Scaling while Bootstrapping: How Lucidchart Reached 10 Million Users on a Shoestring Budget

Kyle-Poyar by

Editor’s Note: The following article is based on a recent episode of OpenView’s BUILD podcast. You can listen to the full episode featuring Dave Grow, President and COO of Lucidchart here.

Lucidchart may be the poster child for doing (way) more with less. This visual productivity platform has not only scaled to 10 million users (an impressive achievement in itself), they have bootstrapped their growth all the way. In fact, even after their rampant success helped them raise a hefty round of funding, they didn’t need to spend it. How’s that for efficient?

I recently had the opportunity to sit down with Dave Grow, Lucidchart’s President and COO. He walked me through his team’s approach to delivering stellar sales and marketing results while keeping spend low. The team’s multi-level strategy adapted to the company’s growth and evolving objectives, allowing them to take advantage of whatever strengths and leverage they had at each stage along the way.

Starting Out: Keep It Simple and Focused

Dave came to Lucidchart by way of his own SaaS startup and a stint in consulting. While he was still in school, he raised a pre-seed round for a niche product idea he had, but ended up running out of funds before he could establish a viable business. Realizing he might not be quite ready to build a business from scratch, he shifted gears and took a job with Bain & Company. After honing his business fundamentals with the firm, Dave was more than ready when Karl Sun, Lucidchart CEO, invited him to join the team in Utah.

“Right out of the gate, what I focused on almost every minute of every day was how to drive more users to the top of the funnel,” Dave recalls of his first days at Lucidchart. “I knew that everything further down the funnel – pricing, messaging, email nurture campaigns, etc. – could be exceptional, but it wouldn’t matter unless we could get people to the top of the funnel.”

With his objective clearly identified, Dave’s next challenge was figuring out the best strategy to reach his goal. He quickly realized that there wouldn’t be much of a marketing budget. “We’ve always been a product-first company. It’s in our DNA,” he says. “If we had the means to support additional investment, it usually came in the form of another engineer who could help accelerate our product vision.” So, from the start, Dave’s primary marketing resources were his own time and his willingness to hustle. Based on this, he took a scrappy approach of fast, down-and-dirty experimentation to identify the most efficient ways to get Lucidchart in front of a lot of people. Ultimately, he decided to focus on SEO, a channel he knew something about and one that was designed to drive traffic to the top of the funnel.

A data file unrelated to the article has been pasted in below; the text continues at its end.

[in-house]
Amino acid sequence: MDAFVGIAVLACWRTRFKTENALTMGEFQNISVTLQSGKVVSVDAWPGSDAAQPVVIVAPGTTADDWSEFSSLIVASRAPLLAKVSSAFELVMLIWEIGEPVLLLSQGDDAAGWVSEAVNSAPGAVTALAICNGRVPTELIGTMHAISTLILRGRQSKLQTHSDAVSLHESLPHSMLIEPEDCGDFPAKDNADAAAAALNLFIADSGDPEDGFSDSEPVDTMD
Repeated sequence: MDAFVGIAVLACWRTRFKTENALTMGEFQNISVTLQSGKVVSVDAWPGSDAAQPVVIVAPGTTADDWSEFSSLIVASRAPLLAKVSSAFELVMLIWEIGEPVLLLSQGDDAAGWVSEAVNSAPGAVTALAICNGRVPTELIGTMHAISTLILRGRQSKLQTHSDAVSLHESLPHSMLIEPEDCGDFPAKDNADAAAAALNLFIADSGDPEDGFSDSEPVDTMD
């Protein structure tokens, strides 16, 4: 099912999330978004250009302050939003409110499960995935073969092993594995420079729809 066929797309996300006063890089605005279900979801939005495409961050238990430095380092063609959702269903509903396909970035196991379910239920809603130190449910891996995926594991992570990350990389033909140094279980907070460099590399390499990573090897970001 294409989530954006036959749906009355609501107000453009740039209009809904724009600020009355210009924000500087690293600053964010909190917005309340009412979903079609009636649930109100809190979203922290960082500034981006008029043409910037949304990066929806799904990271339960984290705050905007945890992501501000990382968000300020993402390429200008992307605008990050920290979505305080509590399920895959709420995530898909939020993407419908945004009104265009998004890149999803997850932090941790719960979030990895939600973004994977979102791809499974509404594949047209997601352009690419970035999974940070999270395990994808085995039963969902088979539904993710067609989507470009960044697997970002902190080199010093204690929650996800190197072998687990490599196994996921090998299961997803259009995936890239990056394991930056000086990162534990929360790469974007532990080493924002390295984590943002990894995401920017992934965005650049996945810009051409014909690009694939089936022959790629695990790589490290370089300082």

Optimizing: Build on What’s Working

With his foundational sales and marketing strategy in place, the next part of Dave’s plan was to begin optimizing against that activity. For this stage, he has two key pieces of advice: focus on what’s working and invest in data you can trust.

Many companies, especially young ones, fall into the trap of thinking they have to implement every sales and marketing strategy at the same time. It’s easy to hear buzzwords like “holistic” and “integrated” and assume that the only way forward is to produce all the content and distribute it through all the channels, from social media to user conferences. In reality, that can be a recipe for disaster. It can dilute your message and your efforts. “The most important thing you can do in the early days,” Dave says, “is to find one or two channels that really work and which have the potential to scale, and then double down (or even triple down!) on those channels.”

Dave recommends spending 80 – 90% of your time working in whichever channels are the best fit for your business, wringing out every last drop of their potential. In Dave’s case, working with SEO, he started by focusing on low-funnel keywords with high purchase intent. Once he had established content and ranking for that set of keywords, he started moving up the funnel and adding other tiers of keywords and phrases, all the way up to broad search terms like “what is an org chart?” in order to maximize every SEO opportunity. “We are now seven years into this effort, and we still haven’t exhausted the opportunities within this one channel,” Dave says.

The other lesson Dave learned in his early days with Lucidchart was the value of good data. After earning some success with SEO, the next logical step was to start investing in PPC and AdWords. The strategy was solid, but the team hit a snag on the data side. “We had built an internal system to attract visitors based on their source and to help us understand whether those people registered and so on,” Dave recounts. “I watched our internal dashboards day after day and week after week, and the results just didn’t make a lot of sense. According to our data, no one was paying.”